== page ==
If you’re familiar with events like Red River Riot, Hell of the North, and Texas Chainring Massacre, then you’re familiar with The Spinistry (whether you know it or not). With the Dirty Fury Stage Rush, they prove that they take their slogan “long, hard & dirty” seriously – this 3-day stage gravel grinder in Jacksboro, Texas features routes of 84 miles on Friday, 110 on Saturday, and 105 on Sunday. Of course, there are shorter options of 40-60ish miles for Saturday and Sunday, and the opportunity to register for just one or two days (hint: that’s not what I did).
Each day’s route is 80-90% unpaved, and promises full Texas sun most of the way. Saturday and Sunday’s route descriptions also feature the word “EXTREME” (caps by Spinistry) before the word “climb.” But where they really got me was with the line “… but the glory will be amazeballs.”
Amazeballs. It’s hard to beat amazeballs.
Partially because we’ve all read enough traditional race reports by this time of year and not at all because I went into survival mode and may have blacked out large portions of the ride, here is everything you need to know about the Dirty Fury Stage Rush in attention-span-friendly listicle format:
10 Reasons to Do Dirty Fury:
- You want to ride your bike very long distances for three straight days, and it would help if there was an evil man in giant snake boots standing on a picnic bench yelling instructions at you every morning to goad you along.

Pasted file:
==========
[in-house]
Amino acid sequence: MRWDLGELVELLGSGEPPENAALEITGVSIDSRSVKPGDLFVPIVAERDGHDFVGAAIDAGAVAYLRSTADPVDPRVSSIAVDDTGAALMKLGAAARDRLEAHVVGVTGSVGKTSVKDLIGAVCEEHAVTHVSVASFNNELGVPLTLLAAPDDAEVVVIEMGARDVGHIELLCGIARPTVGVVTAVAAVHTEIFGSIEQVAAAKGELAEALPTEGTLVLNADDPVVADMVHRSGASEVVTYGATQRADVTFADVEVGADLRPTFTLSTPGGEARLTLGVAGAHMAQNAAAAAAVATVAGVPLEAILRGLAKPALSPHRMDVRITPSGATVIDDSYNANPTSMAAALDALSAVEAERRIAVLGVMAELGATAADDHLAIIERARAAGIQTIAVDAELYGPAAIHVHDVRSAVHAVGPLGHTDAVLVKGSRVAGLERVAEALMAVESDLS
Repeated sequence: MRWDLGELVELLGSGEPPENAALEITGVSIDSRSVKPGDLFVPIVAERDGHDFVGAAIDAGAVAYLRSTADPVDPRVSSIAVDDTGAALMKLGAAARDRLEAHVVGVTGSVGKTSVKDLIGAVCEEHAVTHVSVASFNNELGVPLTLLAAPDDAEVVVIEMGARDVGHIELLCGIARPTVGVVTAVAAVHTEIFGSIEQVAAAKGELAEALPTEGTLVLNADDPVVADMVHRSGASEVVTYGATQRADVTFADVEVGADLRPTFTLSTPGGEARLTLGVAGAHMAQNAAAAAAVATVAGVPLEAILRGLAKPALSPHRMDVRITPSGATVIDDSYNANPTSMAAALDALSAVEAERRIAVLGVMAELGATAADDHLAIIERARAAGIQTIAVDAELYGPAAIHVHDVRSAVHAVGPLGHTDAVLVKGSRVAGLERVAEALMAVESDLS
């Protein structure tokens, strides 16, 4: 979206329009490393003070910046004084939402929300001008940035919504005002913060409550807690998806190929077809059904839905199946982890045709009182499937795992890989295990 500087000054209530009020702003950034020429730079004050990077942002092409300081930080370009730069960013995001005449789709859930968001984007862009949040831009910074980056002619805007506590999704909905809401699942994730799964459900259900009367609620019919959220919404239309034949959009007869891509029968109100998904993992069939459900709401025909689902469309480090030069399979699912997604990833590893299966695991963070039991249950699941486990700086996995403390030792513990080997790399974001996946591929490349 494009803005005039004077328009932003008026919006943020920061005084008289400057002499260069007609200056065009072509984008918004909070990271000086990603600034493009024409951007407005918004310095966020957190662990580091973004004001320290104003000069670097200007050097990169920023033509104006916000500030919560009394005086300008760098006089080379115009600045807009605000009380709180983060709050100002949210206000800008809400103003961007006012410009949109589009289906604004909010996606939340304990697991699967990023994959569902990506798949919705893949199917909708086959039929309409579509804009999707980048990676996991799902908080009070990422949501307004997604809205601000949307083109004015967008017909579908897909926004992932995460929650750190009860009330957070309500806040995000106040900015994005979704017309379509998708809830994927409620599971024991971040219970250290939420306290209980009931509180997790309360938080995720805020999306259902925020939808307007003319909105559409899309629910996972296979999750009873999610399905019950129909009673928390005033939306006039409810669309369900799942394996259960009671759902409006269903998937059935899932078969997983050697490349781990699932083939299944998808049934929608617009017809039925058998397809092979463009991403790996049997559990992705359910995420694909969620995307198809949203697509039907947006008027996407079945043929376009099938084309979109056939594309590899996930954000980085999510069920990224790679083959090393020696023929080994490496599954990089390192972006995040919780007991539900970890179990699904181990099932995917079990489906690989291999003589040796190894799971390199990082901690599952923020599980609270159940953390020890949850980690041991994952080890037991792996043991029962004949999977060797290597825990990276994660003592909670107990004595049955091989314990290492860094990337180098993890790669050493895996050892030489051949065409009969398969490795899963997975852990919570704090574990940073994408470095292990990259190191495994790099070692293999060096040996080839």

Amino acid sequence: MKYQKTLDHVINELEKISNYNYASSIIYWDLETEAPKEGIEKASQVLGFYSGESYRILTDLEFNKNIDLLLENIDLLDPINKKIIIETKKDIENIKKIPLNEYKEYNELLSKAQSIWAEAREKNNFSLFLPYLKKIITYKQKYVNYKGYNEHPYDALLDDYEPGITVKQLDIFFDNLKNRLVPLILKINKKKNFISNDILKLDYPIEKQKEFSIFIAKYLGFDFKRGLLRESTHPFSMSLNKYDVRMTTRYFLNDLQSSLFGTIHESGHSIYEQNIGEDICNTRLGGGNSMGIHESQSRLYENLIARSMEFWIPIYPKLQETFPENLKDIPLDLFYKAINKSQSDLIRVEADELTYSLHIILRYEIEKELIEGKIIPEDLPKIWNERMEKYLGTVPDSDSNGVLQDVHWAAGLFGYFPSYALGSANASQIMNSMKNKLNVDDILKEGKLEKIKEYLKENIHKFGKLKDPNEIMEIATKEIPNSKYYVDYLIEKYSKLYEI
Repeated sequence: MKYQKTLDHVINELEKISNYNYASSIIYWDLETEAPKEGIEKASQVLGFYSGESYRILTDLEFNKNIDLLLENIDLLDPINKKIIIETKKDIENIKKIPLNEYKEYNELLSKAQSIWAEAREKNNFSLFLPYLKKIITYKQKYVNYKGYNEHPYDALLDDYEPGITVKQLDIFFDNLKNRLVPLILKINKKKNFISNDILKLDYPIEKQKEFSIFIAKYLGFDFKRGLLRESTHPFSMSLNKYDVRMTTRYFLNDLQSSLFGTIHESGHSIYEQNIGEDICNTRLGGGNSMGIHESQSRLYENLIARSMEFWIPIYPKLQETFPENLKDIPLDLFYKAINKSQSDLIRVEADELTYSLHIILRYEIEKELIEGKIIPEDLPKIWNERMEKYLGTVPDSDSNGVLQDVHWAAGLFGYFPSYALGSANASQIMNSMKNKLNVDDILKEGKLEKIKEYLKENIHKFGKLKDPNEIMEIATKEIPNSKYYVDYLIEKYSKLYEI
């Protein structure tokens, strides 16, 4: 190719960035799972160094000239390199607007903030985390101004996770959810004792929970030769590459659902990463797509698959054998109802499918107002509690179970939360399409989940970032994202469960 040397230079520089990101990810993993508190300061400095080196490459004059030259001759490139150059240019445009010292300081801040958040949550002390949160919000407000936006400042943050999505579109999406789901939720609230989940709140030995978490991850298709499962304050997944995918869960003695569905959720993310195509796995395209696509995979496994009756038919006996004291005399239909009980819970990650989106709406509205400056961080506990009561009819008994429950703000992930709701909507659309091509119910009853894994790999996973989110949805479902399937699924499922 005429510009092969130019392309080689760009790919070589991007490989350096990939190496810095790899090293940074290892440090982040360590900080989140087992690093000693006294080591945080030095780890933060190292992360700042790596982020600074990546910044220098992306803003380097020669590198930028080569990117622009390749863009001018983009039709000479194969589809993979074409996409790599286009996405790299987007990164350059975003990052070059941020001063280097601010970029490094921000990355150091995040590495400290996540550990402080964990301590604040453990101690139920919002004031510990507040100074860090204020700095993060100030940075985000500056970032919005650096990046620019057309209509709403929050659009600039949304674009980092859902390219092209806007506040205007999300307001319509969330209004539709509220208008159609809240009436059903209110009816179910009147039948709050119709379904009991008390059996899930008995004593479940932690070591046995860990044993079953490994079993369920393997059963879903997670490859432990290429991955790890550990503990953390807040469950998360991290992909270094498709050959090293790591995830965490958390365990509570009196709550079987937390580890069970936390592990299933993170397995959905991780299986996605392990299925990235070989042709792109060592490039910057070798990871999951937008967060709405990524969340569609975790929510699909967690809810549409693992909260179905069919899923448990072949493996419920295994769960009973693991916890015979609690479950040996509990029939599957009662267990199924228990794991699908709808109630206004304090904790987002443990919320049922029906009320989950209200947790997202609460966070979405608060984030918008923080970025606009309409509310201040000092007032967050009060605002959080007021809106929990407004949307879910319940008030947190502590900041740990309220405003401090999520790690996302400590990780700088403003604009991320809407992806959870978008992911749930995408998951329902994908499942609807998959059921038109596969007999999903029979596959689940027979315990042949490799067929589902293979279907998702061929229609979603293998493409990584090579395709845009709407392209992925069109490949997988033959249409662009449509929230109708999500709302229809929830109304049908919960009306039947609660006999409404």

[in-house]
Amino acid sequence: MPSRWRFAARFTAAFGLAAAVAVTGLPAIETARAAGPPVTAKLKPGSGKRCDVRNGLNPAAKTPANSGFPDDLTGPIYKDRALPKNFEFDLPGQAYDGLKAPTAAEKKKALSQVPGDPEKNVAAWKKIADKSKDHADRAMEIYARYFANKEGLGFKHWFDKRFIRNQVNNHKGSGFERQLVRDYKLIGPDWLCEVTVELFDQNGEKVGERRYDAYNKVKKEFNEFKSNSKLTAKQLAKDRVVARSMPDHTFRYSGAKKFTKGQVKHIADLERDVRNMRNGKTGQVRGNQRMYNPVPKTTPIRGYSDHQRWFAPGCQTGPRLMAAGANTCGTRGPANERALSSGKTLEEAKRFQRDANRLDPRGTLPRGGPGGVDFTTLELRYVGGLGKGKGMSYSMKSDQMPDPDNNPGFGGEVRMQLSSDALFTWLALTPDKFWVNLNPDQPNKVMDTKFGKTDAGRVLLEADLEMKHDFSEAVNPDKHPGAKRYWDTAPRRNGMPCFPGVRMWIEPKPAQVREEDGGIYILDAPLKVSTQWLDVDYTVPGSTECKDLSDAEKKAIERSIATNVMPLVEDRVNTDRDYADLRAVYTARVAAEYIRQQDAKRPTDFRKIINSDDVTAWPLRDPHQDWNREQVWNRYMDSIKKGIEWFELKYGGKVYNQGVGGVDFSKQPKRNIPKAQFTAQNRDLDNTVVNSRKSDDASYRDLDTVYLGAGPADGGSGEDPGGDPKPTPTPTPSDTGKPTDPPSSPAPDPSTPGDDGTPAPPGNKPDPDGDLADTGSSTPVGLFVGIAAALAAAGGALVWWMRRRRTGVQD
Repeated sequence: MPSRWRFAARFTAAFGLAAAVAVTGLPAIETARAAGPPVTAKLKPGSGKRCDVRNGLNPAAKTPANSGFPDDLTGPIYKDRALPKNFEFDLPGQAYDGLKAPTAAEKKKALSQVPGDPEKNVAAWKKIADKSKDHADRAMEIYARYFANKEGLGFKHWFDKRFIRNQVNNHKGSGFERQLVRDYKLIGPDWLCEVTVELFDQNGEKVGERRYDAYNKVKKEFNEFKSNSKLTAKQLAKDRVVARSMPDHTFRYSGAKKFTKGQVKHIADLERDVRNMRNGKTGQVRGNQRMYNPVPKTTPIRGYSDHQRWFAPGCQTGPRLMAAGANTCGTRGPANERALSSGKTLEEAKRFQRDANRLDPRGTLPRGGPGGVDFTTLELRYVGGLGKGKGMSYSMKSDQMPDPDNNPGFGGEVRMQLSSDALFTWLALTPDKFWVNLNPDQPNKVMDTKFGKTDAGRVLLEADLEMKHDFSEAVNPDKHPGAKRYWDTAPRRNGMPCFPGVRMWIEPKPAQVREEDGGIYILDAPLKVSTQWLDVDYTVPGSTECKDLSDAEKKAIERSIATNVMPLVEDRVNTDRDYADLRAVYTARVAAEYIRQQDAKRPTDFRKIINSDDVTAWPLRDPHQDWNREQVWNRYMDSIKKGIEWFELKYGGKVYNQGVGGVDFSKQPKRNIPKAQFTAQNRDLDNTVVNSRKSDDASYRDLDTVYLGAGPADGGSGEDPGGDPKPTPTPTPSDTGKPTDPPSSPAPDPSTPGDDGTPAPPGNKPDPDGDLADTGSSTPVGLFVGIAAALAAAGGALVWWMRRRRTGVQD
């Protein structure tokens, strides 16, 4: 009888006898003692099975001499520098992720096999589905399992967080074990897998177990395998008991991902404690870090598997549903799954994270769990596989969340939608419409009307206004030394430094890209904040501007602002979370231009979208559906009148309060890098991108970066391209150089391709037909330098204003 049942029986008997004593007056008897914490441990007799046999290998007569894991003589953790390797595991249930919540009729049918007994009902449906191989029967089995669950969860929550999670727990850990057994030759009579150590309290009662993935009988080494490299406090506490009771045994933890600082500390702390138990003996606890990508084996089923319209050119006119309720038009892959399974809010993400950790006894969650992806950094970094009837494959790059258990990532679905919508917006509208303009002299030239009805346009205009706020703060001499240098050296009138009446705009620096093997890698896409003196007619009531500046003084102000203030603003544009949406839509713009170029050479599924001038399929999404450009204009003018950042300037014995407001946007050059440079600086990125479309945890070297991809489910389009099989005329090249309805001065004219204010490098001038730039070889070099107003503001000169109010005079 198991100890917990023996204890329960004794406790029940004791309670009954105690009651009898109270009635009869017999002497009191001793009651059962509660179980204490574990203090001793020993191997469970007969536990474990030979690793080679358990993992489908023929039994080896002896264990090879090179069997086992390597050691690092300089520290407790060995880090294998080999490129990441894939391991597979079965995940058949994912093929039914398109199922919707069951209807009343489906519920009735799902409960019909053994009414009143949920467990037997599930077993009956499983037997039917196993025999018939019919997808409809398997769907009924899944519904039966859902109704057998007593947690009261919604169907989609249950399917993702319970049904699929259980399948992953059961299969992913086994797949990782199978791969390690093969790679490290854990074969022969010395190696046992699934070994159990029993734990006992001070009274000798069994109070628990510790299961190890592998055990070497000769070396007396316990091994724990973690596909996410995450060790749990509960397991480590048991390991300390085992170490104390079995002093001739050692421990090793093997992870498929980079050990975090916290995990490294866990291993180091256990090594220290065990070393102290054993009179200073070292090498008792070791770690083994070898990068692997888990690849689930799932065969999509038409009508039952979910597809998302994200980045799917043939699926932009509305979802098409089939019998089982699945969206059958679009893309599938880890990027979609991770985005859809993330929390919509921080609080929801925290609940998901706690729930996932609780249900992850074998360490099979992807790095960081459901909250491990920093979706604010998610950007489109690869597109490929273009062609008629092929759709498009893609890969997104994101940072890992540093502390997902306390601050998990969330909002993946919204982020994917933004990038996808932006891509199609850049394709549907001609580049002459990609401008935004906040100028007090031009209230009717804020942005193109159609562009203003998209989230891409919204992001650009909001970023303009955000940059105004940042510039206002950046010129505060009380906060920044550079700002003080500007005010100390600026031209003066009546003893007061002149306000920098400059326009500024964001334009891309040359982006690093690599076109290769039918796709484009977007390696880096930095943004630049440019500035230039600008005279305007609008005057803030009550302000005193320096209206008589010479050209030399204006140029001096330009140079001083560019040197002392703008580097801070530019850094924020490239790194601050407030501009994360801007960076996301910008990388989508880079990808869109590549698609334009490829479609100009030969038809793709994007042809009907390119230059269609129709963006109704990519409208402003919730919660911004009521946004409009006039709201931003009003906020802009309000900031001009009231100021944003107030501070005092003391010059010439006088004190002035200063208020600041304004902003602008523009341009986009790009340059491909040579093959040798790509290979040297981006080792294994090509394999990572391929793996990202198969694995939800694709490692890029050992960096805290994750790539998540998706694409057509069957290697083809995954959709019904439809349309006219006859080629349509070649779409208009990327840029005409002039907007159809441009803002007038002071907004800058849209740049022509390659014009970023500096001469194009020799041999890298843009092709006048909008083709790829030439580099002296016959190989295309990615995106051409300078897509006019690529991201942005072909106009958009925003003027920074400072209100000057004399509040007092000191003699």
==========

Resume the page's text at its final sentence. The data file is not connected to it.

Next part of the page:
- You want to test yourself in heat, direct sunlight, and wind. Not that anyone who rides gravel would possibly be training for a certain event in June that may have a lot of heat and wind.
- You enjoy wildlife sightings. I’m also counting cacti as wildlife, as I’d never seen them actually growing out of the ground before. In fact, I was pretty sure they didn’t exist outside of Ikea, which is where all the ones in my living room came from. Native Texans will look at you funny if you tell them this. So, the cacti were definitely the most prevalent wildlife, but I also ran into (and over one time, whoops) several snakes, the traditional cattle/goats/alpacas, and a small family of wild pigs. There was apparently a bobcat too, but I wasn’t paying attention.
- You like big hills and you cannot lie…
There was a windmill hill (not to be confused with Windmill Hill at Red River Riot) on day 2, and a 20-something-percent asphalt hill on day 3.
- On-site camping with some indoor facilities. This allows for seamless tent-bicycle-tent transitions. I was also able to monitor (a) muscle soreness progression by degree of difficulty getting in and out of tent, and (b) progression of cognitive function decline by how many times I walked from car to recreation center each morning (e.g. forgot toothbrush → forgot where I was → forgot what I was doing altogether.)
- Post-ride campfires, beer, and “WAIT HOLD MY BEER I CAN FIX YOUR BIKE” moments.
- You like to be challenged when you ride, but for your ride to still be rideable. There was a little bit of everything – hardpack, deep loose stuff, sand, doubletrack that had been replaced by sand. It was very dry this year, and while heavy rain could probably put a few parts under water, I can’t see it turning into a DNF mud-flood-fest.